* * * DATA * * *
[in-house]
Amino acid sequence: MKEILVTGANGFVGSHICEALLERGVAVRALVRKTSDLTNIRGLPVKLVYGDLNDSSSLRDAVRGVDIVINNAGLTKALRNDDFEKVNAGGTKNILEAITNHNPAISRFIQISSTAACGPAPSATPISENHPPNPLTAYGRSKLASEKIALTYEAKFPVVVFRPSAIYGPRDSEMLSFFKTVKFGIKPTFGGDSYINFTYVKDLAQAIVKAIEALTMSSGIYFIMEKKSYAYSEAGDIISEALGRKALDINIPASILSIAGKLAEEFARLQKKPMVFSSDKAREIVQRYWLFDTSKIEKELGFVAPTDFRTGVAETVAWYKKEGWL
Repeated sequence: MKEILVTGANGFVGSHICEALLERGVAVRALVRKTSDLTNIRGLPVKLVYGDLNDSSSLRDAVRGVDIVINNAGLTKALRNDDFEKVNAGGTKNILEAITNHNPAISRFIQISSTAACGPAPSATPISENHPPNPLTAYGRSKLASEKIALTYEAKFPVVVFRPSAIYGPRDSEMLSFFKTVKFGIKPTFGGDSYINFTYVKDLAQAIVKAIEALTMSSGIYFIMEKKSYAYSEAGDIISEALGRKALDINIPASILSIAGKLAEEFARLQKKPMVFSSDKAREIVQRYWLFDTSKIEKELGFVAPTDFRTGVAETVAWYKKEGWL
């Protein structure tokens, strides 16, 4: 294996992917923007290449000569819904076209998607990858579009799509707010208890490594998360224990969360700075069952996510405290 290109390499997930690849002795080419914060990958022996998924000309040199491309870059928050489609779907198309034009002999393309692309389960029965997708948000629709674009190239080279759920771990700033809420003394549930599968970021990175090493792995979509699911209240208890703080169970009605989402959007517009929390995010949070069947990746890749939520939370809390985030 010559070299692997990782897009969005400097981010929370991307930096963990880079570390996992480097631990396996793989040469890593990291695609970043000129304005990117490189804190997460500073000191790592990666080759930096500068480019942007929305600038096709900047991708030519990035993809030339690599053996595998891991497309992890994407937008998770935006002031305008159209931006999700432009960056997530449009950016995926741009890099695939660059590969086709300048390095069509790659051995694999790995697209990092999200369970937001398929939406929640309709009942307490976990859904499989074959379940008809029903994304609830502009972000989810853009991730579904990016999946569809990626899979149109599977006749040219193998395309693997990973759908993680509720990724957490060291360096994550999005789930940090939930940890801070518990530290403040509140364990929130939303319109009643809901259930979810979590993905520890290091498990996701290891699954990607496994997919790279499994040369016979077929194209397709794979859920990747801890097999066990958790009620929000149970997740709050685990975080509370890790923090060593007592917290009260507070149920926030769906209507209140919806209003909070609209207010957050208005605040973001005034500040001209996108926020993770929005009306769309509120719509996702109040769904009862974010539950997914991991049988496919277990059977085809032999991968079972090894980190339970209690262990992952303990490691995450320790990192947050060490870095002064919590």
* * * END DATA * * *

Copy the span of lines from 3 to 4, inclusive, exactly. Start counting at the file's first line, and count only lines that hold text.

Repeated sequence: MKEILVTGANGFVGSHICEALLERGVAVRALVRKTSDLTNIRGLPVKLVYGDLNDSSSLRDAVRGVDIVINNAGLTKALRNDDFEKVNAGGTKNILEAITNHNPAISRFIQISSTAACGPAPSATPISENHPPNPLTAYGRSKLASEKIALTYEAKFPVVVFRPSAIYGPRDSEMLSFFKTVKFGIKPTFGGDSYINFTYVKDLAQAIVKAIEALTMSSGIYFIMEKKSYAYSEAGDIISEALGRKALDINIPASILSIAGKLAEEFARLQKKPMVFSSDKAREIVQRYWLFDTSKIEKELGFVAPTDFRTGVAETVAWYKKEGWL
């Protein structure tokens, strides 16, 4: 294996992917923007290449000569819904076209998607990858579009799509707010208890490594998360224990969360700075069952996510405290 290109390499997930690849002795080419914060990958022996998924000309040199491309870059928050489609779907198309034009002999393309692309389960029965997708948000629709674009190239080279759920771990700033809420003394549930599968970021990175090493792995979509699911209240208890703080169970009605989402959007517009929390995010949070069947990746890749939520939370809390985030 010559070299692997990782897009969005400097981010929370991307930096963990880079570390996992480097631990396996793989040469890593990291695609970043000129304005990117490189804190997460500073000191790592990666080759930096500068480019942007929305600038096709900047991708030519990035993809030339690599053996595998891991497309992890994407937008998770935006002031305008159209931006999700432009960056997530449009950016995926741009890099695939660059590969086709300048390095069509790659051995694999790995697209990092999200369970937001398929939406929640309709009942307490976990859904499989074959379940008809029903994304609830502009972000989810853009991730579904990016999946569809990626899979149109599977006749040219193998395309693997990973759908993680509720990724957490060291360096994550999005789930940090939930940890801070518990530290403040509140364990929130939303319109009643809901259930979810979590993905520890290091498990996701290891699954990607496994997919790279499994040369016979077929194209397709794979859920990747801890097999066990958790009620929000149970997740709050685990975080509370890790923090060593007592917290009260507070149920926030769906209507209140919806209003909070609209207010957050208005605040973001005034500040001209996108926020993770929005009306769309509120719509996702109040769904009862974010539950997914991991049988496919277990059977085809032999991968079972090894980190339970209690262990992952303990490691995450320790990192947050060490870095002064919590």